Centre County is no longer considering own health department

Center County has decided not to move forward with creating its own health department.

Center County has decided not to move forward with creating its own health department.

Center Daily Times, file

The Center County government has decided not to move forward with creating its own Act 315 health department due to financial considerations.

Although the county had “compelling” data on health information within Center County, Commissioner Michael Pipe said now is not the appropriate time to move forward with creating a local health office.

The conversation about a local health department has been ongoing since the COVID-19 pandemic. Act 315, the state local health administration law, provides funding to improve local health administration and assist counties and municipalities in establishing health departments. The county allocated $12,000 of its American Rescue Plan Act funds toward a local health department feasibility study in October 2021 to determine if it would benefit from its own health department.

Pipe said the initial report didn’t have a cost estimate and when they received an additional addendum, it was only provided at the base minimum. But when looking at other county health offices, he said none of them do the minimum. Plus, other counties that have created health departments during the last several years have experienced many unknown costs, he said.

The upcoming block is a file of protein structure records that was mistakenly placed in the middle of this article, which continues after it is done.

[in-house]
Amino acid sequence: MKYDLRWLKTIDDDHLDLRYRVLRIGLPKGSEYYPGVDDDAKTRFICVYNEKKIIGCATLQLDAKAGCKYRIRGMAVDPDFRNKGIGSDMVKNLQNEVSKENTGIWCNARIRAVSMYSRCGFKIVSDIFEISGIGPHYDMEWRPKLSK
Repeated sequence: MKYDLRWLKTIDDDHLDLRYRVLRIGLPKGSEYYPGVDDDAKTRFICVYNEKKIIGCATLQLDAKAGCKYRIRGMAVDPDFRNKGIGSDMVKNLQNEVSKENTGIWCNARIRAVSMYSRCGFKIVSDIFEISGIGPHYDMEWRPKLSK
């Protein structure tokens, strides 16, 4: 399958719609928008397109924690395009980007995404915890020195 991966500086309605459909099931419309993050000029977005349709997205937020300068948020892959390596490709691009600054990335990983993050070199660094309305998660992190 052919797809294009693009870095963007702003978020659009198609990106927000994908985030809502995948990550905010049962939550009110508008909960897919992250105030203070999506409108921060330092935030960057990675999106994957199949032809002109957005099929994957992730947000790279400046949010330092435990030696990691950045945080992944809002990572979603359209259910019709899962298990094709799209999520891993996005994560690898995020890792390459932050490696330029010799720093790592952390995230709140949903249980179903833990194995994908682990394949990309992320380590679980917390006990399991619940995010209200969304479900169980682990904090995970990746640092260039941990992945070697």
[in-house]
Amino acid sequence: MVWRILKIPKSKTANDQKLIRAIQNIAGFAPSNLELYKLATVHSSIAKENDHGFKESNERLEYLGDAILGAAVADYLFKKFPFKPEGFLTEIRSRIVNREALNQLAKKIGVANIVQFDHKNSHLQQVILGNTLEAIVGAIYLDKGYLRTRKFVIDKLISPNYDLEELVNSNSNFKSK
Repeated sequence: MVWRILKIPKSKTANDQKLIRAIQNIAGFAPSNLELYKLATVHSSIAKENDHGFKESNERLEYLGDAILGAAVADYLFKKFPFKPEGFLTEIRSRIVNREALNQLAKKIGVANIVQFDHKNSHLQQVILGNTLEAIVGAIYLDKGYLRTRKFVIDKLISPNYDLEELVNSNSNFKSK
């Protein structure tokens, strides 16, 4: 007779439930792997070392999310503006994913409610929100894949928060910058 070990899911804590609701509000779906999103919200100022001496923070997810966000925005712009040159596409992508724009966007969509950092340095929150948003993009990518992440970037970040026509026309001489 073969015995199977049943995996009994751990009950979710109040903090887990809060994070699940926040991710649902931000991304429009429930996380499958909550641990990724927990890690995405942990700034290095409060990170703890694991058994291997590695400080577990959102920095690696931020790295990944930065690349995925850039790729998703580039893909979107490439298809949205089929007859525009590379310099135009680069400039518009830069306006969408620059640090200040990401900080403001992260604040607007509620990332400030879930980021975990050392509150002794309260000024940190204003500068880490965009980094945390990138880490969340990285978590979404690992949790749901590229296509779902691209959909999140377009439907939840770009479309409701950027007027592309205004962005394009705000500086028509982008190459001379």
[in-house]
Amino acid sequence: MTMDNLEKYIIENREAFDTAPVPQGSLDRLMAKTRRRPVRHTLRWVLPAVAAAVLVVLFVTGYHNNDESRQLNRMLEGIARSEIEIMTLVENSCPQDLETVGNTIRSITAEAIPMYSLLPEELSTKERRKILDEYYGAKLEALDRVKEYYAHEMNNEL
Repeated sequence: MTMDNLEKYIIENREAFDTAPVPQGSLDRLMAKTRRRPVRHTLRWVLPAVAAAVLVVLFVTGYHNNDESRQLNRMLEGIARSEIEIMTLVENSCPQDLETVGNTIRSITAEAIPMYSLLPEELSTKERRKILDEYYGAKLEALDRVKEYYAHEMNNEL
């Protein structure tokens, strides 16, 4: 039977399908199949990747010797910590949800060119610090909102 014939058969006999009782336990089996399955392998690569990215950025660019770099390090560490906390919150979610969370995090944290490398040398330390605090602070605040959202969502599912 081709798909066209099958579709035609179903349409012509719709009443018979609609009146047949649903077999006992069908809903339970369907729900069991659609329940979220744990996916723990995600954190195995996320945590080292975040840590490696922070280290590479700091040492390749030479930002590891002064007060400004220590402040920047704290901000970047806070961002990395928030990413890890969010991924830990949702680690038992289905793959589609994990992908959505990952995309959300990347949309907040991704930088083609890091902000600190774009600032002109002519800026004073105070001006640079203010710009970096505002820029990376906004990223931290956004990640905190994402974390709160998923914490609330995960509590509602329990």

“As we’ve talked through some of our budget discussions, you know, we have a lean budget, a focused budget, and this is going to be a big lift that I think many of us believe that this is not the appropriate time for the county to create a health office, if it would ever occur,” Pipe said.

Steve Dershem was the only commissioner to vote against allocating money toward the feasibility study in October 2021, saying he didn’t want to see government expansion and that he was concerned of the cost.

“I think when you come down to the fact that you have to hire doctors and other medical staff and all the other administrative fees and costs and build up to it, I just don’t think it’s … a win for us right now,” Dershem said on Tuesday.

Commissioner Mark Higgins said the costs were substantially higher than the initial estimates and the possibility of state grants covering a large portion of the cost was not likely. He said the interest also waned when the board realized an Act 315 health department might not be able to do as much as they hoped.

“I think there was some misperception on the board that there might be some possibility of providing direct medical care to citizens in Center County, especially in our rural areas, and that also appears not to be covered by a health department of this type, so I think it drastically lowered our appetite for the project,” Higgins said.

Halie Kines reports on local government for the Center Daily Times. She grew up in Penn’s Valley and graduated from Penn State.


Leave a Comment